In addition to a lack of oil and gas jobs and a reduction in the engineering specialist workforce, a consequence of the oil price downturn has been the impact on service companies and the lack of oil and gas projects that have been sent their way. This means that we have seen a lot of M&A activity, along with some big companies going bust. This latest downturn has seen some big changes to the supply chain:
- Amec Foster Wheeler becoming part of Wood Group
- GE acquiring BakerHughes
- Expro entering bankruptcy protection
- FMC and Technip merger
This means there are fewer companies to pick from when trying to put holes in the ground or design and build facilities. With less competition in the supply chain, this is going to spell an increase in oil and gas project costs when the industry starts hitting the FID buttons again. Good news for some, but bad news for oil companies trying to make the books balance at $60 a barrel.
We could point the finger at oil companies, who chose to delay or cancel projects instead of thinking about the long term impacts of a reduced supply chain, but they sometimes had little choice as project funding was impossible to get from investment bankers who don’t look longer ahead then the current bonus season.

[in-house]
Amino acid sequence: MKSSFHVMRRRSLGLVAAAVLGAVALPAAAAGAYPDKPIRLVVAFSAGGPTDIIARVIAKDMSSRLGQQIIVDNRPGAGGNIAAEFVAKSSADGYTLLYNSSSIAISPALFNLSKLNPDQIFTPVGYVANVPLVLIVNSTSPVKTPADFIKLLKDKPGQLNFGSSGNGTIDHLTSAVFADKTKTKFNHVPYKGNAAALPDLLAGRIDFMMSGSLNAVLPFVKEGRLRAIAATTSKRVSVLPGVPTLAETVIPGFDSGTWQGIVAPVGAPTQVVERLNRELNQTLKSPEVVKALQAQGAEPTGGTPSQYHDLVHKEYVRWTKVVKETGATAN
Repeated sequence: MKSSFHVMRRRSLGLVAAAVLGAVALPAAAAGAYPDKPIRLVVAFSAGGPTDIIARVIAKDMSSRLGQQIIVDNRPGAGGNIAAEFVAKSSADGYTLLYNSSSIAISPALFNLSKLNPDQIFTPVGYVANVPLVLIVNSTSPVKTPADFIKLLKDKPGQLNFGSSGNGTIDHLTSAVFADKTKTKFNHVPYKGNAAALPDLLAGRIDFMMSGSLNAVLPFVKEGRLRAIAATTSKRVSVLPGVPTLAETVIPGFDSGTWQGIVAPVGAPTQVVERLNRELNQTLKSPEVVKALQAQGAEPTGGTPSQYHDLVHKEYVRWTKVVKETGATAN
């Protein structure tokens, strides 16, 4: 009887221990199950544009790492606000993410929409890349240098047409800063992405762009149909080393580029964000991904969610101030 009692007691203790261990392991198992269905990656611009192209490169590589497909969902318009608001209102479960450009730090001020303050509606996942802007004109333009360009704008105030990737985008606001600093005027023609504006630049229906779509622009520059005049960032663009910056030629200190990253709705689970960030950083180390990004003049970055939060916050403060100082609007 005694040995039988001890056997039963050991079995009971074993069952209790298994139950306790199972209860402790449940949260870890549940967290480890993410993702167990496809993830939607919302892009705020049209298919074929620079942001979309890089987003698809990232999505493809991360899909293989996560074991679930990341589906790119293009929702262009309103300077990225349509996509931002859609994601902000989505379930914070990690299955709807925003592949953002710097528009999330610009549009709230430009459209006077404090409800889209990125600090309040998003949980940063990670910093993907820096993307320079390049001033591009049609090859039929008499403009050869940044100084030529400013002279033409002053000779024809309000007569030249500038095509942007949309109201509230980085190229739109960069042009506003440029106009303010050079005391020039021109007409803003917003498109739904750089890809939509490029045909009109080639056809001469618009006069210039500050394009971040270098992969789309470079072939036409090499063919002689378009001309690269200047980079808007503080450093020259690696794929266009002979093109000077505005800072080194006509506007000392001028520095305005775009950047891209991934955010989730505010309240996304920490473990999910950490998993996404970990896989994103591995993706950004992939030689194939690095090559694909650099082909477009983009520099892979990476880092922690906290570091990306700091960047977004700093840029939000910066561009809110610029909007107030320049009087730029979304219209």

This reduced number of service providers able to deliver oil and gas projects means that oil companies will pay the price when they start ramping up projects in the coming years. In some ways they were under so much pressure to reduce costs they had no choice but to slash and burn, but look closer and you realise that in 2017 you could have drilled 20 offshore wells for $500 million, compared to over $1 billion in 2014. This year will see modest increases in cost, but as more projects are sanctioned 2019 might see rates back to the previous levels, meaning a typical oil and gas project no longer works unless the oil price is pushing $90.